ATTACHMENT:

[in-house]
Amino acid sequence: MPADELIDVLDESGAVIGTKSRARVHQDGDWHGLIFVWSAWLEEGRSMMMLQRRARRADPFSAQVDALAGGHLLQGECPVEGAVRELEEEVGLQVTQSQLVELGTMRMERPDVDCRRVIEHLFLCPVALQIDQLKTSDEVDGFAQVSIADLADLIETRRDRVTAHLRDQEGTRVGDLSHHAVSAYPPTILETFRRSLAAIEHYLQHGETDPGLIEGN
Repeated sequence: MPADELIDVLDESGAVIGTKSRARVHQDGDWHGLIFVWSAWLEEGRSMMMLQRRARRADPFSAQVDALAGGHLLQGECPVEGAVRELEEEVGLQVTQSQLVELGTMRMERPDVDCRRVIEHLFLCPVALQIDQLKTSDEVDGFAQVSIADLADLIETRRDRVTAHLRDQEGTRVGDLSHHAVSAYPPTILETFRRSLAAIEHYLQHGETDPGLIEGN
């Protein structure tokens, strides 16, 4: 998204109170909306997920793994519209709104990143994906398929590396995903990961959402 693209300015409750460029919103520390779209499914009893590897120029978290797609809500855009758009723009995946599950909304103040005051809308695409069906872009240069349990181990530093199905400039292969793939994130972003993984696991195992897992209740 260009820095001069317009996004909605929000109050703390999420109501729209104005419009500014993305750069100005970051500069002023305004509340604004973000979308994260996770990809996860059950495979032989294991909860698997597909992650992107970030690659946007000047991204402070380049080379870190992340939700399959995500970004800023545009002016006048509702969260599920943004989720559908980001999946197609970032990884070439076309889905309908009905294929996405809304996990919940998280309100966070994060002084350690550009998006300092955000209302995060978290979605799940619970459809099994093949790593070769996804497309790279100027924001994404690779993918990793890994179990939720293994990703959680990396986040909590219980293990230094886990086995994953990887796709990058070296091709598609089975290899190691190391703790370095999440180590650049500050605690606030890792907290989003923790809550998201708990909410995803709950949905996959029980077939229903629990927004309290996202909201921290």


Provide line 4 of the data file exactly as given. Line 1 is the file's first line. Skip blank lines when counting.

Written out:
């Protein structure tokens, strides 16, 4: 998204109170909306997920793994519209709104990143994906398929590396995903990961959402 693209300015409750460029919103520390779209499914009893590897120029978290797609809500855009758009723009995946599950909304103040005051809308695409069906872009240069349990181990530093199905400039292969793939994130972003993984696991195992897992209740 260009820095001069317009996004909605929000109050703390999420109501729209104005419009500014993305750069100005970051500069002023305004509340604004973000979308994260996770990809996860059950495979032989294991909860698997597909992650992107970030690659946007000047991204402070380049080379870190992340939700399959995500970004800023545009002016006048509702969260599920943004989720559908980001999946197609970032990884070439076309889905309908009905294929996405809304996990919940998280309100966070994060002084350690550009998006300092955000209302995060978290979605799940619970459809099994093949790593070769996804497309790279100027924001994404690779993918990793890994179990939720293994990703959680990396986040909590219980293990230094886990086995994953990887796709990058070296091709598609089975290899190691190391703790370095999440180590650049500050605690606030890792907290989003923790809550998201708990909410995803709950949905996959029980077939229903629990927004309290996202909201921290």